“Everybody knew.” That’s what they said about Harvey Weinstein, and that’s what they’re saying now about James Levine—but can it be true? Not in the narrowly legal sense. As of today, nobody “knows” anything about the alleged transgressions of the Metropolitan Opera’s music director emeritus beyond the indisputable fact that, as the New York Times has reported, four men have publicly accused him of abusing them sexually many years ago when they were teenagers….

        Yet it is no less indisputable that rumors that Mr. Levine is a pedophile have circulated for the whole of my adult life. I first heard them in Kansas City in the ’70s. I have yet to meet anyone in the world of opera who was unaware of these rumors….

        The Times reported over the weekend that a spokesman for Mr. Levine had no comment on the specific allegations that have now emerged, and that he has twice denied to Met executives, in 1979 and a year ago, any sexual misconduct. But the company is taking the charges seriously enough to have suspended its relationship with the conductor, who served as its music director from 1976 to 2016. Over the weekend, Peter Gelb, the Met’s general manager, canceled all of Mr. Levine’s scheduled performances and commissioned Proskauer Rose, an outside law firm, to conduct an investigation.

        It is impossible to overstate the significance of these developments. In a very real sense, James Levine is the Met. He is the public figure most closely associated with the company, the one who has been central to its fortunes for more than four decades, and the first truly great artist to be swept up in the current maelstrom of sexual-harassment accusations. If it is proved that he did what his accusers claim, there can be no doubt that his extraordinary career will come at once to a shameful end.

        Beyond that, much will hang on whether Proskauer Rose’s investigation proves that “everybody”—that is, those inside the Met—did in fact know about Mr. Levine. For this is no ordinary scandal: It is an existential crisis, one that threatens the survival of a financially beleaguered organization that had already spent years struggling with the problem of Mr. Levine’s declining health….

        • Olassus says:

          James Levine is NOT the Met. Never was. He improved the orchestra in the 1980s, worked well with musicians vocal and instrumental, and was always around. Basta.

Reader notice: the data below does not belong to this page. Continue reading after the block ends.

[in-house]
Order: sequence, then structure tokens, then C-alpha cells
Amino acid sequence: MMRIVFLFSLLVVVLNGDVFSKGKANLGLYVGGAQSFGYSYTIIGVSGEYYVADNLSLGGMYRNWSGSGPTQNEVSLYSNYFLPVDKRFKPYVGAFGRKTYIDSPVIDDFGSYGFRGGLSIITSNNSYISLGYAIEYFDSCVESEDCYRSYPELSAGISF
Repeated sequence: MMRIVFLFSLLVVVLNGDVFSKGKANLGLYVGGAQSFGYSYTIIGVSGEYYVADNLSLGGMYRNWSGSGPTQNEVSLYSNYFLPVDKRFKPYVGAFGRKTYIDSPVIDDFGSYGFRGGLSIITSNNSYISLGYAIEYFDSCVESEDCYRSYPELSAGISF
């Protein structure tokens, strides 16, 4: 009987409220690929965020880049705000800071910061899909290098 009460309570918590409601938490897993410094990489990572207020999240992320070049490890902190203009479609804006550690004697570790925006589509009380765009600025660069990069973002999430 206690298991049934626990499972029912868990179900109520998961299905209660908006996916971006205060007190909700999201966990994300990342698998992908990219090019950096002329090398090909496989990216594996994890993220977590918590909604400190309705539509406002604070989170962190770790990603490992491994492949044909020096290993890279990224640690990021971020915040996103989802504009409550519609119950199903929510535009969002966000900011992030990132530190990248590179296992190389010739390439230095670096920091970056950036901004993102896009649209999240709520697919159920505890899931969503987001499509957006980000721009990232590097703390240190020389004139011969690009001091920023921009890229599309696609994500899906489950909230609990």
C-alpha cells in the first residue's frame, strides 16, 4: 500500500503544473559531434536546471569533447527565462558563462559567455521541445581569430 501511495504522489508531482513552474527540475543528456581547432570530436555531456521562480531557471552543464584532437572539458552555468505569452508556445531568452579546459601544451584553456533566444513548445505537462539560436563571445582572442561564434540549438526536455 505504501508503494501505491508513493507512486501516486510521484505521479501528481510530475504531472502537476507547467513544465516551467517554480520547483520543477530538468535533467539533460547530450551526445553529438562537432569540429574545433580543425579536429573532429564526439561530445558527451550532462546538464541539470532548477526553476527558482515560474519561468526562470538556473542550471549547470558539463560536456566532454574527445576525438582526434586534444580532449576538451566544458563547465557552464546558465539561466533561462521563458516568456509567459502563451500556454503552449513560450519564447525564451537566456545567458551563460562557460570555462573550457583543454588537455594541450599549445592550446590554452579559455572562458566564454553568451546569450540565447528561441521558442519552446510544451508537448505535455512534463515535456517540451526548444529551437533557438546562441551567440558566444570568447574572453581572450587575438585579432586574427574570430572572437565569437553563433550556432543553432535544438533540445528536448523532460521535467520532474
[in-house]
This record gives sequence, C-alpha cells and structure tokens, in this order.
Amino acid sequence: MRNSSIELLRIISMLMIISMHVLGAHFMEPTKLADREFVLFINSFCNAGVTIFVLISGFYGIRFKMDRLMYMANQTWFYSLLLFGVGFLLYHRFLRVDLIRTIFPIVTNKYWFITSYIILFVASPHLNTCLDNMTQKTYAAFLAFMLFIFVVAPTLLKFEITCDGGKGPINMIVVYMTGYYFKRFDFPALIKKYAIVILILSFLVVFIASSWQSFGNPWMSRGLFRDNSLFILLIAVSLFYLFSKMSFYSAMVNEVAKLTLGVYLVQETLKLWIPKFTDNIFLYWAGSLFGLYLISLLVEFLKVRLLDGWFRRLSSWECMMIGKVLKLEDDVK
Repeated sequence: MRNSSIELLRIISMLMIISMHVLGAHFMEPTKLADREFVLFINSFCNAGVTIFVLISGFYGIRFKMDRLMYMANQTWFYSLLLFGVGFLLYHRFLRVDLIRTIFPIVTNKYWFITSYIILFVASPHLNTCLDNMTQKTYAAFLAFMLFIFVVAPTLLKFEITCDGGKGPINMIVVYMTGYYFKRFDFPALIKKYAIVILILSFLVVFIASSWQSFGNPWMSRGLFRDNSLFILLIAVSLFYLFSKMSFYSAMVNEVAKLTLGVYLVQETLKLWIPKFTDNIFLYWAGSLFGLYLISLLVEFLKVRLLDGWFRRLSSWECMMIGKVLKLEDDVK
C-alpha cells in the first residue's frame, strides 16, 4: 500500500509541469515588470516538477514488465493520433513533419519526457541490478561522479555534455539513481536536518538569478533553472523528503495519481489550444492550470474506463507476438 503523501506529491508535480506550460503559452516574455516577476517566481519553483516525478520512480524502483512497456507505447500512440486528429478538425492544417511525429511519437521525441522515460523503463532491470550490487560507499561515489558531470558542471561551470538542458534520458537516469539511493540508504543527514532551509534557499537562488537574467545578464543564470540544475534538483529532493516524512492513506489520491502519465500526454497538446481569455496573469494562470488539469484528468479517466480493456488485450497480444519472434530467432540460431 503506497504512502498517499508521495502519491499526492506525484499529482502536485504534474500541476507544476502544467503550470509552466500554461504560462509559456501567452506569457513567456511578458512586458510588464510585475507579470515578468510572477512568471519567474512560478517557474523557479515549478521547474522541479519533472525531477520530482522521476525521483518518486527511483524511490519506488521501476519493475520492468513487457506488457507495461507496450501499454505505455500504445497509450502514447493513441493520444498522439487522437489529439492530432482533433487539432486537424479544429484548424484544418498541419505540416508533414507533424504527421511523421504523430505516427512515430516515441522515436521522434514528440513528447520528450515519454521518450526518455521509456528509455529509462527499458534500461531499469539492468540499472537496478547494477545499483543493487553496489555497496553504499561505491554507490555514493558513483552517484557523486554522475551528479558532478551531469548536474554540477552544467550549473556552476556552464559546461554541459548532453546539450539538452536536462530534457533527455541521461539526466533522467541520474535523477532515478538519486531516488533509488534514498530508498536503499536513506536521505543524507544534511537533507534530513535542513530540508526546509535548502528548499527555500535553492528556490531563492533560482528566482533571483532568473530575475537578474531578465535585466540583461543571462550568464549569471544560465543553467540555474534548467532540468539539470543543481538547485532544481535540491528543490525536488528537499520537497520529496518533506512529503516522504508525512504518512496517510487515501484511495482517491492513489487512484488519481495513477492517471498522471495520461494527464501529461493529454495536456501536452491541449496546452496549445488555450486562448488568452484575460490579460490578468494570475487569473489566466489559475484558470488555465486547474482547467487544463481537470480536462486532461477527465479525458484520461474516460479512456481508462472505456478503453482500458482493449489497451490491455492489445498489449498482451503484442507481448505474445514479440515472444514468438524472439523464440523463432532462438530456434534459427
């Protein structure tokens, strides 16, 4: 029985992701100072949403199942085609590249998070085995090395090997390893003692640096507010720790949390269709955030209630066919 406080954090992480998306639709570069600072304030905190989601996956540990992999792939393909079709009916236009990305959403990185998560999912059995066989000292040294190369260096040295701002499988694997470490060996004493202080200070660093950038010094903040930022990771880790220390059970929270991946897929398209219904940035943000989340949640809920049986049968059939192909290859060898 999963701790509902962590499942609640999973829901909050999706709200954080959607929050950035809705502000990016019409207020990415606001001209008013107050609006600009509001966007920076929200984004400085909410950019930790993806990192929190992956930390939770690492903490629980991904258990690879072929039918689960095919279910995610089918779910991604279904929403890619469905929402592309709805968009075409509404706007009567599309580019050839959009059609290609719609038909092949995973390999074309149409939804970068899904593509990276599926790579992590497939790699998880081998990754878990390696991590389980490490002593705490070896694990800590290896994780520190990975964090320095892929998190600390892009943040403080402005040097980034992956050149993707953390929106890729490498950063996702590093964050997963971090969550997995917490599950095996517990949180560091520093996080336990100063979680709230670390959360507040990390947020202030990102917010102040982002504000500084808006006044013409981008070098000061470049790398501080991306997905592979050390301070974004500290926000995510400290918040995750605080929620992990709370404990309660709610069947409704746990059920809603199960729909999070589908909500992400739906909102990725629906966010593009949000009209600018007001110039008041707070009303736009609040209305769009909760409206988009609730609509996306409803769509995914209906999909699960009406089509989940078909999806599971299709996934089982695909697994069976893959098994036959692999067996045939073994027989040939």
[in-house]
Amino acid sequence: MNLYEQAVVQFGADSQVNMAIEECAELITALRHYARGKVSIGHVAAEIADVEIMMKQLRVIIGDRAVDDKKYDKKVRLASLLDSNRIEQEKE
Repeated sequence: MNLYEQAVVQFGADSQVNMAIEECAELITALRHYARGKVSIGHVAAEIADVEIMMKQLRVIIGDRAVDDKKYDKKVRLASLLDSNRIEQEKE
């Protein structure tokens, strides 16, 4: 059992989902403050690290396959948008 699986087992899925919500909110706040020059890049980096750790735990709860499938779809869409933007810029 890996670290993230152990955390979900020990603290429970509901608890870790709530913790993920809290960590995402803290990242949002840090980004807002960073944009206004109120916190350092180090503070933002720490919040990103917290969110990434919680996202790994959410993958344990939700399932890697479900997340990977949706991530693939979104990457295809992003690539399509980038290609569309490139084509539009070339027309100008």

• Ross says:

            There is a constant tendency by critics (and then audiences) to overstate the importance of the almighty conductor. The musicians make the quality of the orchestra. Playing in the Met Orchestra, with it’s high salary, is a highly coveted job. Only the finest musicians can make it into an orchestra like that, and they make it sound magical.
            The conductor matters, but they generally get far more credit than they deserve.

          • Mark Henriksen says:

            Ross: Then how can you explain the association of specific conductors with specific orchestras (e.g., Szell – Cleveland, Ormandy – Philadelphia, Reiner – Chicago, Bernstein – NY, Koussevitzky – Boston, Mehta – LA, Slatkin – Saint Louis, Karajan – Berlin, etc)? If it didn’t matter who was at the helm, then notable relationships like these wouldn’t exist.

  • Evan Tucker says:

    Well, so much for being careful about how you report things… In any event, I applaud the fact that you’re discussing it, but this, not the earlier post about being careful, is what you should be praised for.

  • richard carlisle says:

    The staggering incidence of present — past — and historic behavioral problems of the wealthy and famous has led to the bubbling up from the murky depths an ultimate suggestion that no one of any age or sex can be allowed to be both rich and famous… so if you become famous you will forego material prosperity and give it over to a fund set up to reward everyone non-famous… if any recipient becomes subsequently famous the material support received will be re-allocated back to the fund … simple as that.

    Just wondering if the goal of rich and famous should be recognized more as a trap and if the known misdeeds so far are the tip of the iceberg.